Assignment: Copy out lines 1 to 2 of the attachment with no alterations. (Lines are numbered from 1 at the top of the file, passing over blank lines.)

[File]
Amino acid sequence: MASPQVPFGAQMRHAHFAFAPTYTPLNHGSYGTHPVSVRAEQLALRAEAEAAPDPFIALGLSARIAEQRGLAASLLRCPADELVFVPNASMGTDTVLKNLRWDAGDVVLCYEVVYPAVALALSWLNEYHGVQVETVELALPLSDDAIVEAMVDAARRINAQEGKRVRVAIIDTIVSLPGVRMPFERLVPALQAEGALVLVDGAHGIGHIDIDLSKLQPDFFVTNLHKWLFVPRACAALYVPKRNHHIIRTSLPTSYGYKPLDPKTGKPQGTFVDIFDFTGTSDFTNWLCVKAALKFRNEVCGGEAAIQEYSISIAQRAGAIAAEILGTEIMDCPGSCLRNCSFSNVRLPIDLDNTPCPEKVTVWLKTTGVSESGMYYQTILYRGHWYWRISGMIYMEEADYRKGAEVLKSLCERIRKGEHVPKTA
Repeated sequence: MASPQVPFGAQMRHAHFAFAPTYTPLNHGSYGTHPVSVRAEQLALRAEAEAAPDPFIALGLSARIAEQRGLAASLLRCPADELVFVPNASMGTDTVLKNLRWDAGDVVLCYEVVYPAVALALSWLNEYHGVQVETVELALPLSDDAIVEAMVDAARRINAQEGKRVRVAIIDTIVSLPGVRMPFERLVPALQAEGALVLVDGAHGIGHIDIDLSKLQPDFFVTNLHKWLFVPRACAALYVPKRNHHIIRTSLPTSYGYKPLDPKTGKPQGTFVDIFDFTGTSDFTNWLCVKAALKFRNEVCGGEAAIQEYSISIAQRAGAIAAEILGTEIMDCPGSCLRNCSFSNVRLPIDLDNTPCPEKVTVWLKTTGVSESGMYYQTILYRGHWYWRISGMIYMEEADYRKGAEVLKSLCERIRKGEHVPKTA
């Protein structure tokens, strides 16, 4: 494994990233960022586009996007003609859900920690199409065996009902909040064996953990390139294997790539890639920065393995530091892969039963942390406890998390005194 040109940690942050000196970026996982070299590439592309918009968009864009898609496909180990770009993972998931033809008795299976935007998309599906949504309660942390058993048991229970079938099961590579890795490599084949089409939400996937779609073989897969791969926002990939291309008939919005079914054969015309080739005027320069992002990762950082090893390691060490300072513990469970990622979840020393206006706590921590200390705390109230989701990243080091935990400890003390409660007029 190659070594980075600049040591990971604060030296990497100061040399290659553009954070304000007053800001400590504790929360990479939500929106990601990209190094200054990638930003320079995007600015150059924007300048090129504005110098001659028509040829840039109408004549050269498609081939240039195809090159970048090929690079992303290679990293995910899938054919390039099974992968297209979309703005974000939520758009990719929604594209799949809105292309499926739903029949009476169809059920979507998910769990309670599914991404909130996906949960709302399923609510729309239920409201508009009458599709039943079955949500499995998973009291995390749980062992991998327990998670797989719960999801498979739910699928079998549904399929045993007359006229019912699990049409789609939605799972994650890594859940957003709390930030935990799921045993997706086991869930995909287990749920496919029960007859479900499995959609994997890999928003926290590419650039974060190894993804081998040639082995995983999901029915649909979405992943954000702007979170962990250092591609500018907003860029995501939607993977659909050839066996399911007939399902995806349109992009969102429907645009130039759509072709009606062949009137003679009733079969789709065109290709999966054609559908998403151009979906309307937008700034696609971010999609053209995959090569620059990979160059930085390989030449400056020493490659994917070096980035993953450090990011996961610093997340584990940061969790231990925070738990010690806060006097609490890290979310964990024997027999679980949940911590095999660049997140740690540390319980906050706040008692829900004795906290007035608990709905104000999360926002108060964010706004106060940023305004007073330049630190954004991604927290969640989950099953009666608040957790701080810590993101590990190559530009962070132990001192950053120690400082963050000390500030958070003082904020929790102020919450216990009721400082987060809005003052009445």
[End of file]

Amino acid sequence: MASPQVPFGAQMRHAHFAFAPTYTPLNHGSYGTHPVSVRAEQLALRAEAEAAPDPFIALGLSARIAEQRGLAASLLRCPADELVFVPNASMGTDTVLKNLRWDAGDVVLCYEVVYPAVALALSWLNEYHGVQVETVELALPLSDDAIVEAMVDAARRINAQEGKRVRVAIIDTIVSLPGVRMPFERLVPALQAEGALVLVDGAHGIGHIDIDLSKLQPDFFVTNLHKWLFVPRACAALYVPKRNHHIIRTSLPTSYGYKPLDPKTGKPQGTFVDIFDFTGTSDFTNWLCVKAALKFRNEVCGGEAAIQEYSISIAQRAGAIAAEILGTEIMDCPGSCLRNCSFSNVRLPIDLDNTPCPEKVTVWLKTTGVSESGMYYQTILYRGHWYWRISGMIYMEEADYRKGAEVLKSLCERIRKGEHVPKTA
Repeated sequence: MASPQVPFGAQMRHAHFAFAPTYTPLNHGSYGTHPVSVRAEQLALRAEAEAAPDPFIALGLSARIAEQRGLAASLLRCPADELVFVPNASMGTDTVLKNLRWDAGDVVLCYEVVYPAVALALSWLNEYHGVQVETVELALPLSDDAIVEAMVDAARRINAQEGKRVRVAIIDTIVSLPGVRMPFERLVPALQAEGALVLVDGAHGIGHIDIDLSKLQPDFFVTNLHKWLFVPRACAALYVPKRNHHIIRTSLPTSYGYKPLDPKTGKPQGTFVDIFDFTGTSDFTNWLCVKAALKFRNEVCGGEAAIQEYSISIAQRAGAIAAEILGTEIMDCPGSCLRNCSFSNVRLPIDLDNTPCPEKVTVWLKTTGVSESGMYYQTILYRGHWYWRISGMIYMEEADYRKGAEVLKSLCERIRKGEHVPKTA